Royal LePage may have just burst the bubble of Canadian real estate pessimists. Their House Price Survey and Market Survey Forecast for the second quarter of 2013 doesn’t show any signs of a precipitous drop in home values.
According to the newly released report, average home prices in Canada rose between 1.2 per cent and 2.7 per cent in the second quarter of 2013 from the same time in 2012, and markets across the country are continuing to post gains.
“Those hoping their predictions of a bursting bubble and cataclysmic drops in home values will come true are out of luck again,” said Phil Soper, president and chief executive of Royal LePage, in the news release.
“Price appreciation in most markets across the country has been well below the long-term average for Canada and will remain so through to the end of the year. We expect to see the number of homes trading hands to begin to rise slightly on a year-over-year basis in the second half of 2013, with price softness continuing until mid-2014, at which point we’ll see an emergence from the current cycle.”
In the second quarter, standard two-storey homes and detached bungalows showed a year-over-year average price increase of 2.7 per cent to $419,614 and $386,547. Condos showed a more modest increase during the same time, rising 1.2 per cent to $248,750.
In the Maritimes, strong construction sales contributed to price increases in the Halifax housing market. Standard condominiums posted the highest gains year-over-year with a 5.1 per cent growth to $215,950. Standard two-storey home prices weren’t far behind with a 5.0 per cent bump. St.John’s saw a significant growth in housing prices with inventory shortages in some markets. Condominiums experienced the largest increase rising by 7.5 per cent to $309,333.
Moderate growth was seen in Montreal’s housing prices due to an increase in the number of first-time buyers. The price of detached bungalows rose by 2.7 per cent year-over-year, while standard homes grew in price by 3.3 per cent. Condo prices were pretty well flat, rising only 1.6 per cent year-over-year.
House prices in Ottawa remained relatively flat year-over-year, largely due to higher inventory and more selection for buyers in the market.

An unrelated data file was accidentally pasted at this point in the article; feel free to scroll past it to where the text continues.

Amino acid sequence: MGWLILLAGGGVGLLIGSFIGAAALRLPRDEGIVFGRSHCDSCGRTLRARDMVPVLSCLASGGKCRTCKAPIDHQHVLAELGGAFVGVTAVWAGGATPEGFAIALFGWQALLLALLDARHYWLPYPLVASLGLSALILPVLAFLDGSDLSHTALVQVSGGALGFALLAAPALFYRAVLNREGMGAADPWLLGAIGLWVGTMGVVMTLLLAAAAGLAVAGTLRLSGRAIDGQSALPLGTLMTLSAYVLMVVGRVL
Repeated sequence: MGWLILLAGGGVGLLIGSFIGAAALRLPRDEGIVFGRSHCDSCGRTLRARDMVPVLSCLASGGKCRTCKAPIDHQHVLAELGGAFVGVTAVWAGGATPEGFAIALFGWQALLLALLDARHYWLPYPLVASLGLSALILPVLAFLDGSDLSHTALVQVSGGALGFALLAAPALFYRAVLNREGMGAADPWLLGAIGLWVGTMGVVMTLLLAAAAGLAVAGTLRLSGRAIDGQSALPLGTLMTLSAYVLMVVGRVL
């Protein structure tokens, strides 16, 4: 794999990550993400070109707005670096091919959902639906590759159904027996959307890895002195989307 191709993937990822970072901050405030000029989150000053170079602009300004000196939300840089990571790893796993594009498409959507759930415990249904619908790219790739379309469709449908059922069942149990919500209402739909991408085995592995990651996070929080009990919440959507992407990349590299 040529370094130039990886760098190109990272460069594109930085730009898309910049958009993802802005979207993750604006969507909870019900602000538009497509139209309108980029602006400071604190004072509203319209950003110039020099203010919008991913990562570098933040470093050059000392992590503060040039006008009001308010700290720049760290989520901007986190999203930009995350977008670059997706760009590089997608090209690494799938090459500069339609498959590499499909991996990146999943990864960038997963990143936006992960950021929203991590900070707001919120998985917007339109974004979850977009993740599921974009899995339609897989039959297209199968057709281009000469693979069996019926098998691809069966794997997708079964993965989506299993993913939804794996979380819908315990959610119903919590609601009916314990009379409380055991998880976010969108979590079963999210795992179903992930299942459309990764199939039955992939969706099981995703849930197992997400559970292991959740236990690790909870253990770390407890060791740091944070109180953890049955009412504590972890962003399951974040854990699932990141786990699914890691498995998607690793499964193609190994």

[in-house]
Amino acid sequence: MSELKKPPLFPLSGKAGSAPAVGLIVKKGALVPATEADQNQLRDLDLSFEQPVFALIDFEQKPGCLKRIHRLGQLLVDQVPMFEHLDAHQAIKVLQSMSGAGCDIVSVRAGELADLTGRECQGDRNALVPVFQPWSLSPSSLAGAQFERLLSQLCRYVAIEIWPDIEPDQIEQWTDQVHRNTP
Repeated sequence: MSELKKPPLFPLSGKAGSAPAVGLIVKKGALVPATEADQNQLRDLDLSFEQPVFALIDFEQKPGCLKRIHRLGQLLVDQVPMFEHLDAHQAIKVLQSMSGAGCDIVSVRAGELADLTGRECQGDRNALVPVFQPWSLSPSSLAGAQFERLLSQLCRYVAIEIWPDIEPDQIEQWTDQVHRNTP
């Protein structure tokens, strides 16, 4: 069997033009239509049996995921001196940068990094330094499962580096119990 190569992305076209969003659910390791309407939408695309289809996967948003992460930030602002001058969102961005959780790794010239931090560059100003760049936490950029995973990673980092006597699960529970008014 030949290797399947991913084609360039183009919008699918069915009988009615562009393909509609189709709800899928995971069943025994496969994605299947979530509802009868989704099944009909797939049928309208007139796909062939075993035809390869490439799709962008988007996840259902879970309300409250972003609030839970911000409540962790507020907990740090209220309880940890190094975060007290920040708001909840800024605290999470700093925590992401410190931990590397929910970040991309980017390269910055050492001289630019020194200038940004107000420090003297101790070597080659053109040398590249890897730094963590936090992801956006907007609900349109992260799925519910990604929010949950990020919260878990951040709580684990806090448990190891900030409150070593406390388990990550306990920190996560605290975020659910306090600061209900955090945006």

Low interest rates and low inventory caused modest gains in Toronto’s housing market. Detached bungalow prices rose by 3.1 per cent year-over-year to $577,495 while standard two-storey homes saw a gain of 2.2 per cent to $683,241. Standard condo prices remained flat increasing by 0.7 per cent to $366,189.
Winnipeg saw steady gains especially among in-demand condos, which saw a 4.4 per cent bump in prcies to $198,431. Detached bungalows stayed level, only rising by 0.6 per cent to $305,010, while two-storey home prices lept by 7.1 per cent to $344,598. Overall, the average price of a home in the city is expected rise by 3.9 per cent by the end of the year.
Regina saw flat prices since the boom in condo construction kept condo prices down. Still, demand was up among bungalows and two-storey houses, which saw increases of 3 and 4.5 per cent respectively.
The Calgary market continued to soar with bungalows seeing a 5.9 per cent rise, two-storey homes climbing up 6.7 per cent year-over-year and condo prices increasing by 6 per cent. By the end of 2013, the price of a home in Cowtown is expected to grow by 6.5 per cent.
Edmonton’s detached bungalows saw a 5.9 per cent year-over-year boost in prices while its two-storey home values rose by 2.2 per cent. Condos saw a more modest increase of 1.9 per cent to $204,755. Prices are expected to continue to rise by 1.6 per cent by end of year.
Vancouver recorded a number of decreases. Detached bungalow prices dropped 3.2 per cent year-over-year to $1,052,500, and two-storey homes fell by 2.3 per cent to $1,151,250. Condominium prices also saw a decline of 3.3 per cent to $490,475. Despite these decreases, the average price of a Vancouver home is expected to increase by 2 per cent by the end of 2013.
For the full details, check out the tables below…